APPLICATION DEADLINES: The deadline for Fall 2014 projects is July 23, 2014. Don't know how to apply? See below.
The Institute of Arctic Studies awards the Stefansson Fellowship to students who want to pursue a research project that could be enhanced by travel to a Northern community or location. We also consider projects that involve high mountain glacier research or research with another Arctic research center in the U.S. or elsewhere. The objective of the fellowship is to go beyond the limits of library research and provide younger scholars with field experience.
Individual projects may deal with topics in any field of study represented in the Dartmouth curriculum (including the professional schools). Preference is given to proposals that exhibit an awareness of prior research related to the chosen topic, offer a persuasive rationale for the value of field research in an Arctic location, and involve work that has implications beyond the American Arctic.
Special consideration is given to proposals developed in consultation with a staff or faculty member and in collaboration with an appropriate northern community, organization, or agency. The recommendation should come from a faculty member who is able to comment on the relevance of the project to the applicant or the Northern community. The application should also include some indication that appropriate arrangements have been (or can be) made with the organization or community in question.
The fellowship includes financial support of up to $4,000 for travel, meals, and housing.
Application deadlines for projects undertaken during the following terms:
- Fall 2014: July 23
- Additional dates coming soon
STEP 1 : Complete the online application (click here)
STEP 2: Complete and submit the following:
Written proposal (3-5 page narrative, double-spaced) that includes:
- the relevance of the research to your academic & intellectual interests
- the responsibilities & requirements of the project & your qualifications to fulfill them
- a work plan for the conduct of the research to be undertaken
- a description of your personal goals
- Consult with your faculty research mentor to determine whether your project requires review by the Committee on the Protection of Human Subjects.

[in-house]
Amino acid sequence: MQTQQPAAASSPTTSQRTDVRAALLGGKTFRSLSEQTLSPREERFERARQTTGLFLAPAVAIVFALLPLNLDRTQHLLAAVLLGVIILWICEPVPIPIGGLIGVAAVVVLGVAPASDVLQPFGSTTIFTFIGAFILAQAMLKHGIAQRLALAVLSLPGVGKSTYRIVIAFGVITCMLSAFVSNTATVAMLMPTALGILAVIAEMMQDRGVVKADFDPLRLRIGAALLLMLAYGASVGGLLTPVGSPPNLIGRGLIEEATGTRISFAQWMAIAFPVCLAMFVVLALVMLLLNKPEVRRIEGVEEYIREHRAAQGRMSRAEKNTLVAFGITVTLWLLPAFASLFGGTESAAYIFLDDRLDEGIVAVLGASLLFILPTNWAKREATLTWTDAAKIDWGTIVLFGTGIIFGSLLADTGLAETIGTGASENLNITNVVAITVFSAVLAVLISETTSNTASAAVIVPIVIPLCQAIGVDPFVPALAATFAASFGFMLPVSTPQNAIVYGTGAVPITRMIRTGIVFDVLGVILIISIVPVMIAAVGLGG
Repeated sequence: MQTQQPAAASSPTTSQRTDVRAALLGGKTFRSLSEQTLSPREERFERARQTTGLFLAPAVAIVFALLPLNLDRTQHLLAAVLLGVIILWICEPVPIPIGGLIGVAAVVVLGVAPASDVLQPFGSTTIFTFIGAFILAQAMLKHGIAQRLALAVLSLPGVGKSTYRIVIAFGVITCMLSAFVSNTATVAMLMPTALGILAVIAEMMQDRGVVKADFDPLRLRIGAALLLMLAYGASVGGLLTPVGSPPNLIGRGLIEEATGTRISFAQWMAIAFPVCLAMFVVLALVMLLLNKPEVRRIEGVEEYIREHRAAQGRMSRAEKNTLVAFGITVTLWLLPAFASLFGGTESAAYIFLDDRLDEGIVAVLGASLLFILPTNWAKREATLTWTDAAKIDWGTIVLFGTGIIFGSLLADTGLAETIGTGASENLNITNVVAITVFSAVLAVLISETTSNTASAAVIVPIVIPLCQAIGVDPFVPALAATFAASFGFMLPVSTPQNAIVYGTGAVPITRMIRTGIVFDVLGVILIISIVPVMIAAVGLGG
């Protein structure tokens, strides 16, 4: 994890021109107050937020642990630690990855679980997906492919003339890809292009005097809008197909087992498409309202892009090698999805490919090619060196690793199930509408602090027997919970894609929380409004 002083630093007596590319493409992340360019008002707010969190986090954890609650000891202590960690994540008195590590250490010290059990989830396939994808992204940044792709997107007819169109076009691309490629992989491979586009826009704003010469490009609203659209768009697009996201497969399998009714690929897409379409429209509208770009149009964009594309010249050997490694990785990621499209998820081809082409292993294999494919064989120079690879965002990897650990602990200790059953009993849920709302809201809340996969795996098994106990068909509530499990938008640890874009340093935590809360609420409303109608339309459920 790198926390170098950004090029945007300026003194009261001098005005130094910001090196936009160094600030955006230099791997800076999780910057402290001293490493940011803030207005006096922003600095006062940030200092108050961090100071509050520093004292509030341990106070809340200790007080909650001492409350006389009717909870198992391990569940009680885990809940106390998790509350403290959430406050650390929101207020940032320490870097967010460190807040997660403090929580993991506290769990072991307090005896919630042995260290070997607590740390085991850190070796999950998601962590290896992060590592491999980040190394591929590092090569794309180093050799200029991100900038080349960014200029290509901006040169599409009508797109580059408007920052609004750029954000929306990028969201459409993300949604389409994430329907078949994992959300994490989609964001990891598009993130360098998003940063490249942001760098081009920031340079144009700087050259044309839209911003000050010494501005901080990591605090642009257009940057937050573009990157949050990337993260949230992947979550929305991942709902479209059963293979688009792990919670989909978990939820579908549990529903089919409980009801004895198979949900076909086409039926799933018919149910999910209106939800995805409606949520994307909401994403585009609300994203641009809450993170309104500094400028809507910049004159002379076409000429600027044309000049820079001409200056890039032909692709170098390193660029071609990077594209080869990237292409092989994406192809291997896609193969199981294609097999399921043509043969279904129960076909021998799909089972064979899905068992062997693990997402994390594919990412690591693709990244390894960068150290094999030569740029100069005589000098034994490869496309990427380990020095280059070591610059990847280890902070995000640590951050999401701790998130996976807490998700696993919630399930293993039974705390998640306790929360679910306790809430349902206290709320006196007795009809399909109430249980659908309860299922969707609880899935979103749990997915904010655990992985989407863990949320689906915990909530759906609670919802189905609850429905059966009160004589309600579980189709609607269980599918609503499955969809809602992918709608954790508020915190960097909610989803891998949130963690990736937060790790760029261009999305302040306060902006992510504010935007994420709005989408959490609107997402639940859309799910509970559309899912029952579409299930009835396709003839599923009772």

- Supervisor Statement
- Using the form below, submit a recommendation letter from a faculty member familiar with your research project. The person who will be supervising your work at the fellowship location also should complete the Supervisor Statement below.
- Faculty Recommendation Letter
- Please request an electronic unofficial transcript from the registrar and send it to
Applications can be delivered inperson to the Dickey Center or emailed to
. Applications are reviewed by the Institute of Arctic Studies Stefansson Fellowship Selection Committee once per term.
We strongly encourage interested students to contact the Institute of Arctic Studies as early as possible in the project conceptualization and development process. Visit the Dean of Faculty web page for information about other sources of research funding for Dartmouth students.
To arrange a meeting, learn more about past research projects, or discuss a project you are considering, contact
at the Institute of Arctic Studies at the Dickey Center.
Recent Stefansson Fellowship projects include:
- Trevelyn Wing '12 - Climate change and its effect on Sami reindeer herding
- Hannah Baranes '12 - Extracting and analyzing sediment cores from the Quelccaya Ice Cape of Peru
- Jennifer Koester '12 - Organizing the Inuit Studies Conference at the Smithsonian Institution
- Kalina Newmark '11 - Oral histories of indigenous women leaders in the Northwest Territories, Canada
- Gurveen Chadha '13 - Homeless shelter development, Inuvik, Northwest Territories, Canada
- Elizabeth Parker '12 - NOAA fisheries lab in Juneau, AK
- Alexander Lee '10 - Use of ground penetrating radar to analyze snowpack a the Ruth Glacier, Denali National Park
- John Thompson '13 - Sediment coring at the Quelccaya Ice Cap in Peru
- Hanul Kim '12 - Basque-Inuit archeological dig with the Smithsonian Institution
- Mary Hiratsuka ‘07 - Role of media and public policy as a means for preservation and perpetuation of Inuit language and culture in Greenland and Alaska
- Jeremy Rohrlich ’07 - Physical and cultural erosion in Shishmare, Alaska
- AlexAnna Salmon ’08 - Ethno-history of the settlement of Igiugi, Alaska
- Elyssa Gelman ’06 & Esther Perman ’07 - Research survey and excavation of Basque sites in Northern Quebec with Smithsonian Actic Studies Center
- Susan Allie Hunter ’07 - Bowhead whale data collection and analysis of results of global warming on bowhead population
- Chris Polashenski ’07 - Track and model mercury in snowmelt as it enters the arctic ecosystem, Barrow, Alaska
- Zach Strong ’06 - Reforestation and afforestation techniques in Iceland
- Sasha Earnheart-Gold ’04 - Legal liability for global warming. Case studies of the Inuit and Tuvalu